A | B | C | D | E | F | G | H | I | K | L | M | N | O | P | Q | R | S | T | U | V | W | Z
  • Anaphora

    (Greek, ‘a carrying up or back’)

    Successive phrases, clauses, or lines start with the same word or words. Emily Brontë's "Remembrance," for example, repeats its opening phrase, "Cold in the earth."

  • Antepenultima

    The second last word of a line, or the second last syllable of a word.

  • Anthropomorphism

    A figure of speech where the poet characterizes an abstract thing or object as if it were a person. See also Personification.

  • Antibacchic

    Classical Greek and Latin foot consisting of long, long, and short syllables / ' ' ~ / . An English example is the word "Goddamit."

  • Antiphon

    A sacred poem with responses or alternative parts.

  • Antispast

    Greek and Latin metrical foot consisting of short, long, long, and short syllables (i.e., an iambus and a trochee) / ~ ' ' ~ / . A possible English example is "unblackguarded."

  • Antistrophe

    (Greek, ‘counter-turn’)

    (1) A reply to the strophe, and the second stanza in a Pindaric ode; or (2) the repetition of the same word or phrase at the end of successive lines or clauses.

  • Antithesis

    Contrasting or combining two terms, phrases, or clauses with opposed or antithetical meanings.

  • Antonomasia

    (Greek, ‘name instead’)

    Using an epithet or a title in place of a proper name.

  • Antonymy

    Semantic contrasts.

  • Aphesis

    The omission of the initial syllable of a word. See also Apocope.

  • Aphorism

    One writer's citation of another, known author's truism or pithy remark.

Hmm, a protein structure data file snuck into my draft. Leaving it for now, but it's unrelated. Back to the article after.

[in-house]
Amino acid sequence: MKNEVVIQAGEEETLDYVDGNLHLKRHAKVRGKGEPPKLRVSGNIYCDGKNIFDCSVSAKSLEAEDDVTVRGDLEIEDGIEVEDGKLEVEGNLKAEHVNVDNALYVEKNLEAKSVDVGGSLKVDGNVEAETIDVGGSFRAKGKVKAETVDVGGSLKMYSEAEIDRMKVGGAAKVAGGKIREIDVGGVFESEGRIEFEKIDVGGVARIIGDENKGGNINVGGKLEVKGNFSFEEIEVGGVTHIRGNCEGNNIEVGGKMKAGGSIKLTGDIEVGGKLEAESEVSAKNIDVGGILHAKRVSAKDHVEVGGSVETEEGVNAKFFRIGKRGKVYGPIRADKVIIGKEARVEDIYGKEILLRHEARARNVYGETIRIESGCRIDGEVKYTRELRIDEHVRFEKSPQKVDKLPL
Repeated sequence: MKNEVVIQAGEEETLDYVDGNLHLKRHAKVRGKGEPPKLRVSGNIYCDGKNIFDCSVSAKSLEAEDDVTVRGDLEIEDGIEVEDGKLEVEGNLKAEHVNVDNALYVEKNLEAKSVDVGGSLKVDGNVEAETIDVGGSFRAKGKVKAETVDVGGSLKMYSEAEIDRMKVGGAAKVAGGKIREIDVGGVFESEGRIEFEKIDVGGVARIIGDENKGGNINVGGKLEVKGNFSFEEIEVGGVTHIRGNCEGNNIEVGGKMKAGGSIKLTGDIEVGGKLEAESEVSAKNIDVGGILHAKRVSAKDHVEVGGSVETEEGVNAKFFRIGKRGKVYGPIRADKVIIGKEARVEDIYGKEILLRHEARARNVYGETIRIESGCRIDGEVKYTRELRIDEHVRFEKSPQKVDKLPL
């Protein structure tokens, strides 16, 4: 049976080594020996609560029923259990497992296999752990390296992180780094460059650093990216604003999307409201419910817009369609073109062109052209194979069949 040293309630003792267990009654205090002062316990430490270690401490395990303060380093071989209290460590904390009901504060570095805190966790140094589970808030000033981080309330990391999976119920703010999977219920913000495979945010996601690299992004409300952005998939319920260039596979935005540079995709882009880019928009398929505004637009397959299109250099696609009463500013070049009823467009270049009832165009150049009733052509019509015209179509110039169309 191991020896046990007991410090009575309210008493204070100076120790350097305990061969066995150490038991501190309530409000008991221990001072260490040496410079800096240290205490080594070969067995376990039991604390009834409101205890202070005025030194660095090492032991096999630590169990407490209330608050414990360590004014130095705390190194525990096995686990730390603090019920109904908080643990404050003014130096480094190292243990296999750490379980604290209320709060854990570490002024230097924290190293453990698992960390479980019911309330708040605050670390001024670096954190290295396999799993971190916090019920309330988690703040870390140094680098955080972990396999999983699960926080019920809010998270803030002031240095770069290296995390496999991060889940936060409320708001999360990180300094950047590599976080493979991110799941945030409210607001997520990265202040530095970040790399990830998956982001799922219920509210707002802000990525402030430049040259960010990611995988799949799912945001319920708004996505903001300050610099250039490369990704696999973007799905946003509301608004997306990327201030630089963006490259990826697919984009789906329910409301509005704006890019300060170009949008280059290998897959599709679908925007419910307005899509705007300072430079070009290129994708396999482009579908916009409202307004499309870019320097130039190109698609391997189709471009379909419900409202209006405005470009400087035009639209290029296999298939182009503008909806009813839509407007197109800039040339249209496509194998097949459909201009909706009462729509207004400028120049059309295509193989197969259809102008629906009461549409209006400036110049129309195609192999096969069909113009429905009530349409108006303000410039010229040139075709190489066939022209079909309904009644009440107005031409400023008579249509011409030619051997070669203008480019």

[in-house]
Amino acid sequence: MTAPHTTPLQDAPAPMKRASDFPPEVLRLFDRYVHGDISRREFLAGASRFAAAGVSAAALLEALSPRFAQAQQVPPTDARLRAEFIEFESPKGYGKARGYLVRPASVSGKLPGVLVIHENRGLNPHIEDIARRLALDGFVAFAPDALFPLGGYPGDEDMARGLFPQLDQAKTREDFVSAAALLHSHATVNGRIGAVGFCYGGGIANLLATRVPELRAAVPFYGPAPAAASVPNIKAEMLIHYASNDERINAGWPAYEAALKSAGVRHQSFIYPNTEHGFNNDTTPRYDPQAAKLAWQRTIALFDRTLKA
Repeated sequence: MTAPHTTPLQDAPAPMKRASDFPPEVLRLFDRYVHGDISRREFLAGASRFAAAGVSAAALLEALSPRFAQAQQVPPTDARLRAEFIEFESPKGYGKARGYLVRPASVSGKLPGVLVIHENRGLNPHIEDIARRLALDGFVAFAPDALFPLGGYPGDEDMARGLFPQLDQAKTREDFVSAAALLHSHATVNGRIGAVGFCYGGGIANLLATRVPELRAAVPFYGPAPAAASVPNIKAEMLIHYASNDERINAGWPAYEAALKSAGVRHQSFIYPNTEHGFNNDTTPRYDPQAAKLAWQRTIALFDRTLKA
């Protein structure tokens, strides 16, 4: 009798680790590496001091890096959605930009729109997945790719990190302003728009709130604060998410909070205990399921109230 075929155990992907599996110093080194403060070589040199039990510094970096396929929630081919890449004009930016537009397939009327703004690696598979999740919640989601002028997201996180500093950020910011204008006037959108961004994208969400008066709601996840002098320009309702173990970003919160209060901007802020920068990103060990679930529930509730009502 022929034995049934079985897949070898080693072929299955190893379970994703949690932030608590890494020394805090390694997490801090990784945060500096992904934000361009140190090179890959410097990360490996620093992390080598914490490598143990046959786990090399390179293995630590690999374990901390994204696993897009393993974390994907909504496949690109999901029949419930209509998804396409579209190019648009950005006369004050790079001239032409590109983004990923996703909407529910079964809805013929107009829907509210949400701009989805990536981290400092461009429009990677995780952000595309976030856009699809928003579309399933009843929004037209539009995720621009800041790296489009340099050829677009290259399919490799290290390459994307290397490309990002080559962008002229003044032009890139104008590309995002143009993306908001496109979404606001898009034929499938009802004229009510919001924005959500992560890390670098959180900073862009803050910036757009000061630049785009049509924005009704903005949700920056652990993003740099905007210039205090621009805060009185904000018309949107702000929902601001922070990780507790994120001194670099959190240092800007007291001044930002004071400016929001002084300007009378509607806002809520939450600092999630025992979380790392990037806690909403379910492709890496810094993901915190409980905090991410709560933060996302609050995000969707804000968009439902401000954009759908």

• Apocope

    The omission of the last syllable of a word. See also Aphesis.

  • Aporia

    Explained by Samuel Johnson, in his great dictionary (1755), as "a figure in rhetorick, by which the speaker shews, that he doubts where to begin for the multitude of matter, or what to say in some strange and ambiguous thing; and doth, as it were, argue the case with himself."

  • Aposiopesis

    An interruption of an expresion without a subsequent restarting. See also Anacoluthon.

  • Apostrophe

    (Greek, ‘to turn away’)

    An address to a dead or absent person or personification as if he or she were present.

  • Archaism

    Using obsolete or archaic words when current alternatives are available.

  • Archetype

    Something in the world, and described in literature, that, according to the psychologist Karl Jung, manifests a dominant theme in the collective unconscious of human beings. Northrop Frye in his Anatomy of Criticism argues for a taxonomy of consciously literary archetypes in Western literature. See Symbol.

  • Asclepiad

    A Classical metrical line made up of a spondee, two or three choriambs, and one iamb or spondee, i.e., / ' ' / ' ~ ~ ' / ' ~ ~ ' / ~ ' / (named after the Greek poet Asclepiades, ca. 290 B.C.). Examples of accentual asclepiads in English include Sir Philip Sidney's "O sweet woods, the delight of solitariness" from Arcadia, and W. H. Auden's "In Due Season."

  • Assonance

    (Latin, ‘to answer with the same sound’)

    The rhyming of a word with another in one or more of their accented vowels, but not in their consonants; sometimes called vowel rhyme.

  • Asyndeton

    (Greek ‘unconnected’)

    Lists of words, phrases, or expressions without conjunctions such as ‘and’ and ‘or’ to link them. George Herbert uses this figure of speech in "Prayer (1)."

  • Atmosphere

    The mood or pervasive feeling insinuated by a literary work.

  • Aubade


    A medieval love poem welcoming or lamenting the arrival of the dawn. An example is John Donne's "The Sun Rising."

  • Augustan

    English literature at the beginning of the 18th century by poets such as Addison, Pope, and Swift, who emulated Ovid, Horace, or Virgil, the great Latin poets of the reign of the emperor Augustus (27 B.C. - 14 A.D.).

  • Aureate language

    Polysyllabic Latinate poetic diction employed especially by the Scottish Chaucerians. See Poetic diction.